Leadership in Medical Education Pathway Experience

Megan Chan, MD

How did you originally become interested in the pathway?

I spent a lot of time teaching throughout undergrad and medical school. I have always been interested in medical education and the Leadership in Medical Education Pathway was the next logical step in making a contribution. My personal goal was to improve longitudinal education from the classroom to wards as well as increasing teaching within our residency program.

Why did you think you would be a good fit for it?

I felt it would be a good fit because my professional goals and the goals of the pathway overlap. I am interested in academic medicine and have a passion for teaching. When I was a medical student, I remember particular residents I looked up to and hoped to become one day. I felt that contributing my ideas to the pathway would help shape me into the role model I am striving to be and contribute to the teaching culture of the residency program.

What is the single most gratifying thing about training in the pathway?

Most gratifying has been the opportunity to spread interest in academic medicine and create outlets for others to benefit from. For example, we recently created a medical education elective for other residents to take part in. I have also enjoyed working with the medical students in various settings (not just on the wards) and at their various levels of training. This gives me an opportunity to teach at different levels and really see their growth into a physician each year.

How has your experience been up until now?

My experience has been really fulfilling. I particularly enjoyed creating and teaching the simulated cases for the Transition to Medicine Residency course, which is a course for fourth-year medical students following their residency match who will be going into internal medicine. In addition to working closely with the third-year medical students on inpatient services, I also have the opportunity to preceptor first- and second-year medical students during clinical case discussions and practice sessions for H&Ps.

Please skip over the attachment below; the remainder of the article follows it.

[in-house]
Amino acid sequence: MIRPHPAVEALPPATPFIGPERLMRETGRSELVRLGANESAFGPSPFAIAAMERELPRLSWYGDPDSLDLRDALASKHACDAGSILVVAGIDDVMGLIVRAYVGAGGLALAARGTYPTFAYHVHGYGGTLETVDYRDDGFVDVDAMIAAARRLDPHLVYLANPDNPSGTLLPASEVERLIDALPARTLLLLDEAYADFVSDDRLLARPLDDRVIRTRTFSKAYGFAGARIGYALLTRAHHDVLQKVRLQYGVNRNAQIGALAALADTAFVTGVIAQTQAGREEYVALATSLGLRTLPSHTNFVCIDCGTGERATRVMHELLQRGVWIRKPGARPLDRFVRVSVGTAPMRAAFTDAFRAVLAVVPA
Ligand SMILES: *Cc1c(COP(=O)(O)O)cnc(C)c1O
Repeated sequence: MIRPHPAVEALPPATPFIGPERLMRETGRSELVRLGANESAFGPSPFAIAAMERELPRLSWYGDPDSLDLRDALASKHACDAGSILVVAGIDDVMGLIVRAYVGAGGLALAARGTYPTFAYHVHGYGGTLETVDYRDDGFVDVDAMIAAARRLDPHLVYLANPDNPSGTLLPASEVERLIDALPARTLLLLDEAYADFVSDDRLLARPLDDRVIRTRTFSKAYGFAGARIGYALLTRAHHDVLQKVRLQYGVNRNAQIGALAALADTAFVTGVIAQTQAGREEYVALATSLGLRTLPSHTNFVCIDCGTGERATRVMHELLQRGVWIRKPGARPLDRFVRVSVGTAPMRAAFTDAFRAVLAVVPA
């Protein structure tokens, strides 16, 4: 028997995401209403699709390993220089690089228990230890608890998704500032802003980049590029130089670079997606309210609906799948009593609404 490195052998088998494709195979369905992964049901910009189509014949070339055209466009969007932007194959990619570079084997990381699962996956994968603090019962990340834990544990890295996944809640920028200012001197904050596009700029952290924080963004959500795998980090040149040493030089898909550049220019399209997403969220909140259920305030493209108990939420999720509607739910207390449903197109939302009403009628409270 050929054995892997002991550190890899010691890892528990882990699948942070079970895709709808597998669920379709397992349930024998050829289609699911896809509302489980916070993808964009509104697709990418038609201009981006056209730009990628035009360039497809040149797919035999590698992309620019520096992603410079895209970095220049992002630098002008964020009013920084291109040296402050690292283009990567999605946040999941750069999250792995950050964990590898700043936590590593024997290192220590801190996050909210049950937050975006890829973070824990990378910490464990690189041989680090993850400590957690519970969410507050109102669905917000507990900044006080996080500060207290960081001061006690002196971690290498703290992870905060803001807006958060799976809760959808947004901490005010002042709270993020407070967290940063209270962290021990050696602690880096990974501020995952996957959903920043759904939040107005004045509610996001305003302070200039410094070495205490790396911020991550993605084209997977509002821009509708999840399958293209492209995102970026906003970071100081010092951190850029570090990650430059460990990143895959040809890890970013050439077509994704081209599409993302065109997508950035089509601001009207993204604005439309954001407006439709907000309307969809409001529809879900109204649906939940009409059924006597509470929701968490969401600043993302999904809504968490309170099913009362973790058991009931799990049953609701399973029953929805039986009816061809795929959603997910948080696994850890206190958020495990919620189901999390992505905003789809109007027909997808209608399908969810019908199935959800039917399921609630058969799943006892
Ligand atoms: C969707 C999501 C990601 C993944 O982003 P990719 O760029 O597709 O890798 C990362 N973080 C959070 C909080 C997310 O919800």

Furthermore, I recently served as a panel presenter at the inaugural NRMP national meeting and am looking forward to attending the Harvard Principles of Medical Education this Spring. I am also working on a scholarly project aimed to enhance the educational resources for residents with the goal of increasing the amount of teaching on busy ward services. As a senior resident, we also have the opportunity to teach incoming interns during Intern Boot Camp.

Can you give an example of the most inspiring thing you witnessed while in the pathway?

My most memorable and inspirational experience thus far was giving my first Intern Boot Camp lecture to the new interns, acting interns and third-year medical students in July/August. I created an interactive presentation on abnormal liver function tests and really enjoyed engaging with the learners. Starting residency or clinical clerkships is a big transition for most people. Seeing them piece together the new information so that it makes sense and then seeing them apply it in the clinical setting has been most gratifying.

Why would you recommend joining the pathway? What sets it apart?

The Leadership in Medical Education Pathway gives residents the opportunity to teach medical students and interns in a variety of settings. I have found that teaching and mentoring has become an integral part of my residency training, which has allowed me to improve my teaching and feedback skills. The pathway also allows residents to contribute to the residency program with a scholarly project of your choice. I think this speaks to the pathway providing structure yet flexibility to the impact you want to make during your time here.

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